Tipu’s toy tiger, described as ‘man-tyger-organ’ by the poet John Keats who portrayed it as the plaything of an Eastern despot, was one of the first objects exported from India to England for public display. While Tipu’s swords, books and jewels ended up with private collectors (including Sir Walter Scott), the toy Tiger  was exhibited at the East India Museum. As Jonathan Jones writes in his article in the Guardian:

The most famous exhibit was the most macabre. It is still the most popular Indian artefact in London, and the very quintessence of a “curiosity". In 1814 a young woman from the provinces visited London. She went to the museum at East India House, one of the capital's attractions. There she shuddered to hear a dreadful moan, as of a man dying. She came face to face with a painted wooden tiger in the act of devouring its white-faced, red-coated victim. As the curator worked it, she had to be escorted from the museum "pale and trembling".

This toy that the frightened woman must have encountered is described in the V & A website as a life-size 18th century semi-automaton of a tiger devouring a prostrate British soldier. The website goes on to describe the Tiger thus:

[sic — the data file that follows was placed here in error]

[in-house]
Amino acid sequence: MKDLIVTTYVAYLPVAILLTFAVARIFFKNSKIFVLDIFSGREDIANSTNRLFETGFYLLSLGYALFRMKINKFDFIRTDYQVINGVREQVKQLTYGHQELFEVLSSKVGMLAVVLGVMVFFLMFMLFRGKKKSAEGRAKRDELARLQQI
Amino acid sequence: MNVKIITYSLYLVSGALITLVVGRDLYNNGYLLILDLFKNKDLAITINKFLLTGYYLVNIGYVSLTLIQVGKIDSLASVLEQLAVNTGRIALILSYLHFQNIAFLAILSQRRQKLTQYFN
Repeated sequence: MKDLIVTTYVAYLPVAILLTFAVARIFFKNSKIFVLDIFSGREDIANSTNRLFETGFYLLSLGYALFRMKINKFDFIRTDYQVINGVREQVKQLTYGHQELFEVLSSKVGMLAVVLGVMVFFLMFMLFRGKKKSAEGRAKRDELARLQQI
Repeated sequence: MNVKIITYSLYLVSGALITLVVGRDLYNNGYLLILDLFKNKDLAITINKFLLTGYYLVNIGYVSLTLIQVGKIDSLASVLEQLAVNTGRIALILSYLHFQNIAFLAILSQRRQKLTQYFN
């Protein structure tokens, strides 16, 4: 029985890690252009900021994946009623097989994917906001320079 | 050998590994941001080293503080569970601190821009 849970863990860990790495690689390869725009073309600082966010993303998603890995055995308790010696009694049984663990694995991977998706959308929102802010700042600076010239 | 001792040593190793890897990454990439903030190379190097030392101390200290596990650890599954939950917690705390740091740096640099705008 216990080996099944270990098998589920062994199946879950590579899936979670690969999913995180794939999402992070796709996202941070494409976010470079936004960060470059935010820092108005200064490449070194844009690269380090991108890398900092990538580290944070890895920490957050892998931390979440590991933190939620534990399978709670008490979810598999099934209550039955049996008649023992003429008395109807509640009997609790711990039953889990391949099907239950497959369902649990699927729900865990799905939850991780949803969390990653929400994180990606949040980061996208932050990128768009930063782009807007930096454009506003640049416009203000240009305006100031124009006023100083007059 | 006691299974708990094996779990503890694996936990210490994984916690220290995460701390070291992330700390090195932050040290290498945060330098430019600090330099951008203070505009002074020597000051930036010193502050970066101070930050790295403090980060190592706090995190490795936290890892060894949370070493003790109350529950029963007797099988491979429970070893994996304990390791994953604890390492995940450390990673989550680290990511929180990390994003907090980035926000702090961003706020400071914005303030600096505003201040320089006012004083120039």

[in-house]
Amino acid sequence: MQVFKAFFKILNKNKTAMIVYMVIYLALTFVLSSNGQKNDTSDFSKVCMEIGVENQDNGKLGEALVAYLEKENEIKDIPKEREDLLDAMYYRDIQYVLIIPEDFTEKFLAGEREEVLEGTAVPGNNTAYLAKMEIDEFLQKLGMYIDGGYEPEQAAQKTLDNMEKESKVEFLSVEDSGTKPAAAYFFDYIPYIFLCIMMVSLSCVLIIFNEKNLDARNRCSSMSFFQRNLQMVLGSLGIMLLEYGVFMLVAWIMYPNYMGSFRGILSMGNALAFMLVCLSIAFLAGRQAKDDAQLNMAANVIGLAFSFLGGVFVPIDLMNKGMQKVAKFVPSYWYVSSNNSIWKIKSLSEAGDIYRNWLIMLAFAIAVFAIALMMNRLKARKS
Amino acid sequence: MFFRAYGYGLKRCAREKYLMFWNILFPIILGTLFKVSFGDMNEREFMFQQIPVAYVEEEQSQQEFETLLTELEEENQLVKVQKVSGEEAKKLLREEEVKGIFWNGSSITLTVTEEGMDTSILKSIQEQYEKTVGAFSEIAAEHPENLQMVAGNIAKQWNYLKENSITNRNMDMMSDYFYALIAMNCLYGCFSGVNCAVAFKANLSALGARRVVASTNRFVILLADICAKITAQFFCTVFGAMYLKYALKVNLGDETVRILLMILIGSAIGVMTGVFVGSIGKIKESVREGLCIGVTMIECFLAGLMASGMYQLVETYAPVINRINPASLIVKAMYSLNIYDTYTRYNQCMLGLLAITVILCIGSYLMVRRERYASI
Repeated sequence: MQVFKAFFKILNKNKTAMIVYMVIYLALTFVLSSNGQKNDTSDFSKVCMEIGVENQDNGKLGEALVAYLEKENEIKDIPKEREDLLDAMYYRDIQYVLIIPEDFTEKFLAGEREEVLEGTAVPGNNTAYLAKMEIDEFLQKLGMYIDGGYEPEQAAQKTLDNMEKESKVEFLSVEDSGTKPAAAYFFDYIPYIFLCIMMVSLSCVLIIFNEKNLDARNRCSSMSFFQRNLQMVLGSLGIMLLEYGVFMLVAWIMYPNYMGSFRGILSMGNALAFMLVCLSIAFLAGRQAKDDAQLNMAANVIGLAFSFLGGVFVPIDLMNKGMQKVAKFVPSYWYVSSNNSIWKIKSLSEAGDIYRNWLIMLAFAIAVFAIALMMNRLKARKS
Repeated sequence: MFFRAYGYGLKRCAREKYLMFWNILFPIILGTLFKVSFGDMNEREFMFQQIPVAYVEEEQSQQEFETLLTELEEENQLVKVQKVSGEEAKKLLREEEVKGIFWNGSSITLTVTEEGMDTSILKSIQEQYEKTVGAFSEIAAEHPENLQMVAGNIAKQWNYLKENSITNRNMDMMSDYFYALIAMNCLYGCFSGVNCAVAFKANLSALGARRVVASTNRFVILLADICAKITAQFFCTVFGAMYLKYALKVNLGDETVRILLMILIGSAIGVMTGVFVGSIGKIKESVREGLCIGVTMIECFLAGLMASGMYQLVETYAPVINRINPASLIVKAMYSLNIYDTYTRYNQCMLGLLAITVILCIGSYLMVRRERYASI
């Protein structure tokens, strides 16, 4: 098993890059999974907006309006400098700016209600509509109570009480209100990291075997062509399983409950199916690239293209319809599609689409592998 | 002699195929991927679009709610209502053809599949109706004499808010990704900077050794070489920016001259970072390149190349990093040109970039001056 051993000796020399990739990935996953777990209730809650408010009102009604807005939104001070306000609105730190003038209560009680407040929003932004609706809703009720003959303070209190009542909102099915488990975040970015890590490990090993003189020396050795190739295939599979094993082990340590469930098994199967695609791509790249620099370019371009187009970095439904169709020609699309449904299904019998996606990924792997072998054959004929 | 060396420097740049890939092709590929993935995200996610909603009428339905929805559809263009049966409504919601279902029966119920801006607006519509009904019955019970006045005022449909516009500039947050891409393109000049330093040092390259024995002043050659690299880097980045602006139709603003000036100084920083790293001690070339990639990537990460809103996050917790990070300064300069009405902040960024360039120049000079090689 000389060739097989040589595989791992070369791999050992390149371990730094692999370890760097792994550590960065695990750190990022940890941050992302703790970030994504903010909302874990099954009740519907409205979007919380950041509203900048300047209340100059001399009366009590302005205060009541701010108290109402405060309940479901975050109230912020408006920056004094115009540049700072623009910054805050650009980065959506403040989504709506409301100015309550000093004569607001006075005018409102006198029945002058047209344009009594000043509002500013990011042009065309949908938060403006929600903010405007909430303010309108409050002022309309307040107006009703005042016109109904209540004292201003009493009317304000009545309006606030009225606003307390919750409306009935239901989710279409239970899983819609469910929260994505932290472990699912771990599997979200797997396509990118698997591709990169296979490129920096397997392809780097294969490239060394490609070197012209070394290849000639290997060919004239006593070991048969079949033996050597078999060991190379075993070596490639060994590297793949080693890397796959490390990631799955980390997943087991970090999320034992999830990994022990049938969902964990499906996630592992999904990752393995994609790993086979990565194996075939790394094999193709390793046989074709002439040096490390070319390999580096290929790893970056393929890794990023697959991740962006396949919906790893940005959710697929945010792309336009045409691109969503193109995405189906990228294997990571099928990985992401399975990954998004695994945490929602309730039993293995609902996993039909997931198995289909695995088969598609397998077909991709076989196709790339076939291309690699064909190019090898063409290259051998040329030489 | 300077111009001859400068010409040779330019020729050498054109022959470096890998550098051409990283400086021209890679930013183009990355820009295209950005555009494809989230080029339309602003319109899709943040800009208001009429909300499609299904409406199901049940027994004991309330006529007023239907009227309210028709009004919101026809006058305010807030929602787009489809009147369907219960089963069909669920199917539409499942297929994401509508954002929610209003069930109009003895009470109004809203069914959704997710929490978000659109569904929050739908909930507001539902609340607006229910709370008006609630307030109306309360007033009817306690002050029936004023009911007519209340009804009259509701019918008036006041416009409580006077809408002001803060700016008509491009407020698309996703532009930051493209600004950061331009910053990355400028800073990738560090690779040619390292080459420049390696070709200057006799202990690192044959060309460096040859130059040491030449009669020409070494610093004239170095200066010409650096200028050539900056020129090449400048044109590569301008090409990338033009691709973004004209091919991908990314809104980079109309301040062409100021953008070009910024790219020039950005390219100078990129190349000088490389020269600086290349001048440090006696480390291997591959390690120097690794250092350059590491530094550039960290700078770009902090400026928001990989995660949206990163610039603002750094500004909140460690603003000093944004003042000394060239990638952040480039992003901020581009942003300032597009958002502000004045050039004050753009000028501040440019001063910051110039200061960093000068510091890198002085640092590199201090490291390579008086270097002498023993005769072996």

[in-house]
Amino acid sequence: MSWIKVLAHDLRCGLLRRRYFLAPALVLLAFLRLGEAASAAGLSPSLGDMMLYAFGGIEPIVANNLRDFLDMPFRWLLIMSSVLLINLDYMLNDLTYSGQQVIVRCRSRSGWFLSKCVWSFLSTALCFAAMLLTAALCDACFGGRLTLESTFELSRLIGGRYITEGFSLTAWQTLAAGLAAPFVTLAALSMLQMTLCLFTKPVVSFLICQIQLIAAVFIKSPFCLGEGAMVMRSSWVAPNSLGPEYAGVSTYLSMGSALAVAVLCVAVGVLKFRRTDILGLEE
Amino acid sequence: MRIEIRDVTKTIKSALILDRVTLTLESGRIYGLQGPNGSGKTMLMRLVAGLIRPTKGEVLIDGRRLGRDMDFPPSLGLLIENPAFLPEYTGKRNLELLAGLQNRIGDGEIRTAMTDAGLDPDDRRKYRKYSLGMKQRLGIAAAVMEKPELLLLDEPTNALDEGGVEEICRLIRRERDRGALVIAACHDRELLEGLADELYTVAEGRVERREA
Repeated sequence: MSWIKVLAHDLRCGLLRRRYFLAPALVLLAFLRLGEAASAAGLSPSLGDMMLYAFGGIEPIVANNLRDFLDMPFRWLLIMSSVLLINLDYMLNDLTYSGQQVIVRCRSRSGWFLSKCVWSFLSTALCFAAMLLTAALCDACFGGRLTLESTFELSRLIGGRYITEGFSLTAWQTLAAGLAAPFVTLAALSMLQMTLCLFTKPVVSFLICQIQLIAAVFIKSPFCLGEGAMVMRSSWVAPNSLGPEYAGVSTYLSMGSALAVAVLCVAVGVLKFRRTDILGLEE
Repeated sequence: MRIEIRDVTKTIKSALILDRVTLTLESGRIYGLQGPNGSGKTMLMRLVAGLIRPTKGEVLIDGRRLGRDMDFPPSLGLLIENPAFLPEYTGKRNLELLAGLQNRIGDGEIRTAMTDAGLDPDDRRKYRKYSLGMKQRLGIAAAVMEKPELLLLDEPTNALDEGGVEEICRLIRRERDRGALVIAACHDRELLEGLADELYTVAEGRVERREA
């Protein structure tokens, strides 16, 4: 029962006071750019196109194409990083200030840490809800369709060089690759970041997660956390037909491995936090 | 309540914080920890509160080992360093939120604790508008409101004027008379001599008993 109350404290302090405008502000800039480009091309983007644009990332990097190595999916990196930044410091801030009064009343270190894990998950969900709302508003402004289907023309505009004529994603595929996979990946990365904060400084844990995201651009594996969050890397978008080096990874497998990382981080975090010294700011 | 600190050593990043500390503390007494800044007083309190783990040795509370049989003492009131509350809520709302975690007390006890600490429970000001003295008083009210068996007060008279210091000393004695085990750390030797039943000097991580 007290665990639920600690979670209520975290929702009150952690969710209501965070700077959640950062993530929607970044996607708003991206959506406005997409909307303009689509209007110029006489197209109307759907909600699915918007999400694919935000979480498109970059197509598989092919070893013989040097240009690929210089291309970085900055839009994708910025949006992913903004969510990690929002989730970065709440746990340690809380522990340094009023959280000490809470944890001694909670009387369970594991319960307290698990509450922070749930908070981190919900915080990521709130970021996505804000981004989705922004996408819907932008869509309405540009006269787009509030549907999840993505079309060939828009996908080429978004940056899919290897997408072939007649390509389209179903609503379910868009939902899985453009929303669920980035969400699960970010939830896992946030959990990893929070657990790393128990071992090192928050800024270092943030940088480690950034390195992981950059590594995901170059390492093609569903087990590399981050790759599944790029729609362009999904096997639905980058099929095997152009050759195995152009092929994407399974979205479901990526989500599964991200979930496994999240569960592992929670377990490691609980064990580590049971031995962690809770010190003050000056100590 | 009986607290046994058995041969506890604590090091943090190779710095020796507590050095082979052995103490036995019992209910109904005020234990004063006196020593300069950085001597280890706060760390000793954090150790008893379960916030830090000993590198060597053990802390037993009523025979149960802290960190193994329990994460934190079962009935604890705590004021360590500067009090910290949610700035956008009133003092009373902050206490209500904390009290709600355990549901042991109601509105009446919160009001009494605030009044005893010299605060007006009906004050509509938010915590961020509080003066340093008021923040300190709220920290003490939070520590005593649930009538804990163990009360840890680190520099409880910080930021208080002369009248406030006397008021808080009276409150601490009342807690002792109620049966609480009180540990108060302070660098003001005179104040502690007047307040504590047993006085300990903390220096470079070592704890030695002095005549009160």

Concealed in the bodywork is a mechanical pipe-organ with several parts, all operated simultaneously by a crank-handle emerging from the tiger's shoulder. Inside the tiger and the man are weighted bellows with pipes attached. Turning the handle pumps the bellows and controls the air-flow to simulate the growls of the tiger and cries of the victim. The cries are varied by the approach of the hand towards the mouth and away, as the left arm - the only moving part - is raised and lowered. […] Another pair of bellows, linked to the same handle, supplies wind for a miniature organ of 18 pipes built into the tiger, with stops under the tail. Its structure is like that of European mechanical organs, but adapted for hand operation by a set of ivory button keys reached through a flap in the animal's side. The mechanism has been repaired several times and altered from its original state. It is now too fragile to be operated regularly.

The exhibition of the Tiger, argue historians, was more a matter of propaganda for the Company - making it a symbol of power over subject nations that would replace its earlier image of a trader in indigo and spices. The Seringapatna Medal, to commemorate the victory, was cast in the image of Tipu's Tiger - only this time, the British lion is rampant over the tiger. If Tipu had ever played with the idea of a triumph over British imperialism was, the story now was reversed and only his toy tiger remains one of the few symbols of his political ambitions. The toy contains a further level of complexity: the wooden tiger might have been crafted in India but the mechanism inside is French. Then again, the exhibition of the tiger in the East India Museum (and later as the prize object of the V & A) must have been absolutely fundamental to the metaphorical establishment of victory over both of these threats to the Honourable Company: the combined bogeys of Napoleon and Tippoo Sahib.